Nic Stone joins StockX as one of the contributors to this month’s Visting Voices series.
A native of Atlanta, Georgia, and a graduate of Spelman College, Nic Stone gained international acclaim for her debut novel Dear Martin, the story of a high school student who makes sense of the racially motivated violence around him by writing letters to the late Martin Luther King, Jr. The highly celebrated follow-up to Dear Martin, Dear Justyce, joined the library of Nic Stone publications late last year. In the summer and fall of 2020 she used her social media platforms to have candid conversations about race in storytelling and education, inviting guests from those industries and inspiring growth, education, and understanding. Most recently, Stone released the second of her Shuri novels for Marvel and Scholastic, Shuri: The Vanished, and announced that a third installment is on the way.
Stay tuned for a conversation between Nic Stone and Nana Kwame Adjei-Brenyah presented by StockX later this month.
StockX: What is the burden of being a Black story maker in this era?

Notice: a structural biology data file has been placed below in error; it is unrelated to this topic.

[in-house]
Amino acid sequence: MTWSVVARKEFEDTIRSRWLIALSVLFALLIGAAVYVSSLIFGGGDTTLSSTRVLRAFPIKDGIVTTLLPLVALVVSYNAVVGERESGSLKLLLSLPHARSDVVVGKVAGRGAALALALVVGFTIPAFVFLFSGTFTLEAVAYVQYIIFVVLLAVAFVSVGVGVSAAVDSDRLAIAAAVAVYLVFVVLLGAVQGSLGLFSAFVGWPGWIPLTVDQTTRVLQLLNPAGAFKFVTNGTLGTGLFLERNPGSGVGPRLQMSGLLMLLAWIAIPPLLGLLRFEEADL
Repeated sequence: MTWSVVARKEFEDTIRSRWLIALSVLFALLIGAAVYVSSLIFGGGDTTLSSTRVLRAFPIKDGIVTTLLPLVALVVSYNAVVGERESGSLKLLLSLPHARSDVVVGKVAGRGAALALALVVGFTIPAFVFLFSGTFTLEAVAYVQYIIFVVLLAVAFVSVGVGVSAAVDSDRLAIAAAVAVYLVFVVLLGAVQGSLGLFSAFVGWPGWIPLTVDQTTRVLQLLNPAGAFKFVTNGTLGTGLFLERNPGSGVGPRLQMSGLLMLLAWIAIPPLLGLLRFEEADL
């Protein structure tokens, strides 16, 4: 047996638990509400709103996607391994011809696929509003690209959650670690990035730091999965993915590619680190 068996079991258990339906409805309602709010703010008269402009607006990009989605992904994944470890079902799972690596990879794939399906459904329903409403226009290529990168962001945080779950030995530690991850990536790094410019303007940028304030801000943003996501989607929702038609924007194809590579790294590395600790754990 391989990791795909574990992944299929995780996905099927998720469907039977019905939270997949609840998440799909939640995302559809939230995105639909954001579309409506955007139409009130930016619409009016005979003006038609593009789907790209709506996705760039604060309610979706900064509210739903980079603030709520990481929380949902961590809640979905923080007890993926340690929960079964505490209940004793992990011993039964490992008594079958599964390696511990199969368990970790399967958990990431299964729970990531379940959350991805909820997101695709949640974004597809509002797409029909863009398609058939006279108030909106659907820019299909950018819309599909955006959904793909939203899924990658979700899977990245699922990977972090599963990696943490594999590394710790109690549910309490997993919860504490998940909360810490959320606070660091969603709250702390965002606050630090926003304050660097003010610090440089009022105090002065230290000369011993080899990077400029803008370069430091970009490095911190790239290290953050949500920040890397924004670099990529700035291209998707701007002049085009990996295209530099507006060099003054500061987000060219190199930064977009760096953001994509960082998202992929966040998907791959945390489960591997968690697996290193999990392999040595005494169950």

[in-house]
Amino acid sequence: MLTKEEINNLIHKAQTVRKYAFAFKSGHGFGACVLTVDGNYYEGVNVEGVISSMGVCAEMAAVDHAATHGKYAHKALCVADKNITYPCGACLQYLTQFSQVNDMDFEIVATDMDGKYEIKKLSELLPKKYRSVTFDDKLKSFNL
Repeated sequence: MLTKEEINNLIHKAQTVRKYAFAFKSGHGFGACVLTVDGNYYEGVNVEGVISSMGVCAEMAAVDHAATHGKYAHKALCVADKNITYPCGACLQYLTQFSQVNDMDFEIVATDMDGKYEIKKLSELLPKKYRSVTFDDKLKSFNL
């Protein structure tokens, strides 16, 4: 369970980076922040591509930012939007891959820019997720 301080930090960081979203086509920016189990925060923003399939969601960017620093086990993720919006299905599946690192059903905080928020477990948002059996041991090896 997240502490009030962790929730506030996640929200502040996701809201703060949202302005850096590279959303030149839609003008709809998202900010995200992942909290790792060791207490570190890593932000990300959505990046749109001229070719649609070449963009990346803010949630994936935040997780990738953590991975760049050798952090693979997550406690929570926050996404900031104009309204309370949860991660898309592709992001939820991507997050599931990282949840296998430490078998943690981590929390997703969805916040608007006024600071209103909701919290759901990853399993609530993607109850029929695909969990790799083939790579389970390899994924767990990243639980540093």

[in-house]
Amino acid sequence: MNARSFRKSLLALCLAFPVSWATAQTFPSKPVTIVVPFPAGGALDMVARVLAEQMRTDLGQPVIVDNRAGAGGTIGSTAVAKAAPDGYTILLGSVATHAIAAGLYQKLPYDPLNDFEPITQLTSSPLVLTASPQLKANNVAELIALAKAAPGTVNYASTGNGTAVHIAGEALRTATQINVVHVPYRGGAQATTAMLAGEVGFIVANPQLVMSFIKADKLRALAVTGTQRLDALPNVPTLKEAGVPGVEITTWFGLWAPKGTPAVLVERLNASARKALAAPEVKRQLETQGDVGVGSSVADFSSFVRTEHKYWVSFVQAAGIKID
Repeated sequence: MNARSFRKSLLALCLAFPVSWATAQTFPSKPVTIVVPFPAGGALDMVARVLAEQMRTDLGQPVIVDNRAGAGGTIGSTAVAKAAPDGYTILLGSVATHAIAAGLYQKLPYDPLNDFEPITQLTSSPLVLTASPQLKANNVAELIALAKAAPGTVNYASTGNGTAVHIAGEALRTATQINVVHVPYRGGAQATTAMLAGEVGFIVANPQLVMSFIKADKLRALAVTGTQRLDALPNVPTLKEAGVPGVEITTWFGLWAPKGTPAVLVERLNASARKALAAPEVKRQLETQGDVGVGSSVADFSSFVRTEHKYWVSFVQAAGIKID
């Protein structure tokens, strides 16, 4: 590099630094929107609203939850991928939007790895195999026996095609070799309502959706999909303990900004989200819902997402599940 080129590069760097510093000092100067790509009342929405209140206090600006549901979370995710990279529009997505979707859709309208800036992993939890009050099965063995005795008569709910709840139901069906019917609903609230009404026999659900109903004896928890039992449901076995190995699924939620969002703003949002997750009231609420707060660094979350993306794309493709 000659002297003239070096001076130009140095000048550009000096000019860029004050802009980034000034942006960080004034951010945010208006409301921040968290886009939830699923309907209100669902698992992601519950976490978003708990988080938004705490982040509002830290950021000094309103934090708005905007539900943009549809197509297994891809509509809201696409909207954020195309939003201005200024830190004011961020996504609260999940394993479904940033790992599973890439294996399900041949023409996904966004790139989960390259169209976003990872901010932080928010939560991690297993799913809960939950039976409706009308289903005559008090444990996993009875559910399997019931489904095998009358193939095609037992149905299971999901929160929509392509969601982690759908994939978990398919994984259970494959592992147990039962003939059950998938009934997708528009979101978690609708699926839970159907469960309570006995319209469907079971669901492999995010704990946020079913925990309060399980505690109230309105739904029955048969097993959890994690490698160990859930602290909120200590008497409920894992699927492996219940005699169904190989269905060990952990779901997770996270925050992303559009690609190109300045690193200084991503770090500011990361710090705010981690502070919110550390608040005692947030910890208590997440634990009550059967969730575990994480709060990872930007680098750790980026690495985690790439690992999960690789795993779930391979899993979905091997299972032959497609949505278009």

Nic Stone: The burden is certainly multi-layered, but I’d say the brunt of it lies in feeling responsible for both representing *the race* well and making my people feel seen and understood (but never embarrassed), and educating people who are not Black on what being Black is like. After the brutal and unnecessary death of George Floyd, just about every Black-authored book that addressed racism in a direct way—nonfiction and fiction—experienced a massive uptick in sales. Including mine: Dear Martin was #1 on the New York Times YA paperback bestseller list for the month of July. And like… cool, right? I don’t know of any writers who don’t dream of that elusive NYT Bestseller title in general, let alone a #1. But it also kind of sucks—I’ve published six other books about a variety of topics, but the ones that sell the best are the ones that center on how hard it is to be a Black person.
There’s this pressure—based on what people buy—to continue telling the same story. Spinning the same web. That’s starting to shift: a tiny handful of Black-authored books about Black children that aren’t centered on racism have managed to “list,” as we say. But monetizing our pain and trauma through “authentic portrayal” for the sake of “educating” the masses… yeah. Not great.
Can stories move a society towards equity?
I certainly hope so. Otherwise, everything I’m doing is for naught. Narrative provides an excellent vehicle for empathy. Empathy helps us see the ways we are all connected and can identify with one another. Seeing the ways we can identify with one another makes it harder to dehumanize each other. And that is what equity is all about: humanization.